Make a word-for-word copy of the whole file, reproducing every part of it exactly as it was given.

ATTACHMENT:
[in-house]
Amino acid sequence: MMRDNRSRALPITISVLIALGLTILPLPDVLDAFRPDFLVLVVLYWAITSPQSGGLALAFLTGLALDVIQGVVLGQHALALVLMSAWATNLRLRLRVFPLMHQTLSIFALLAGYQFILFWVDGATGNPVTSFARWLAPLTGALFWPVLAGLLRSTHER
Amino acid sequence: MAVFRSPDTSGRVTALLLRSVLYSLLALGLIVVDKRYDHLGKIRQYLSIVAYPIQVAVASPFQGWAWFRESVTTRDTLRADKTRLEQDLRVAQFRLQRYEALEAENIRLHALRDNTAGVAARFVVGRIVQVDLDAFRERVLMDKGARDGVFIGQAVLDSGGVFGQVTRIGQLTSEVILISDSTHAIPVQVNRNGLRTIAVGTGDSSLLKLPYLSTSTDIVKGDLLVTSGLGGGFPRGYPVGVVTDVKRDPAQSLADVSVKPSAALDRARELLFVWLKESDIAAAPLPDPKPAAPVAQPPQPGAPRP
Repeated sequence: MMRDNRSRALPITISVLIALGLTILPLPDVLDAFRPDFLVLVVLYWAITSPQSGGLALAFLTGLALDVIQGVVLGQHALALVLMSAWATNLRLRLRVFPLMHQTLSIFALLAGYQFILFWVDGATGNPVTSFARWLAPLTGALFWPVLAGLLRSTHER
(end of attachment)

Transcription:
[in-house]
Amino acid sequence: MMRDNRSRALPITISVLIALGLTILPLPDVLDAFRPDFLVLVVLYWAITSPQSGGLALAFLTGLALDVIQGVVLGQHALALVLMSAWATNLRLRLRVFPLMHQTLSIFALLAGYQFILFWVDGATGNPVTSFARWLAPLTGALFWPVLAGLLRSTHER
Amino acid sequence: MAVFRSPDTSGRVTALLLRSVLYSLLALGLIVVDKRYDHLGKIRQYLSIVAYPIQVAVASPFQGWAWFRESVTTRDTLRADKTRLEQDLRVAQFRLQRYEALEAENIRLHALRDNTAGVAARFVVGRIVQVDLDAFRERVLMDKGARDGVFIGQAVLDSGGVFGQVTRIGQLTSEVILISDSTHAIPVQVNRNGLRTIAVGTGDSSLLKLPYLSTSTDIVKGDLLVTSGLGGGFPRGYPVGVVTDVKRDPAQSLADVSVKPSAALDRARELLFVWLKESDIAAAPLPDPKPAAPVAQPPQPGAPRP
Repeated sequence: MMRDNRSRALPITISVLIALGLTILPLPDVLDAFRPDFLVLVVLYWAITSPQSGGLALAFLTGLALDVIQGVVLGQHALALVLMSAWATNLRLRLRVFPLMHQTLSIFALLAGYQFILFWVDGATGNPVTSFARWLAPLTGALFWPVLAGLLRSTHER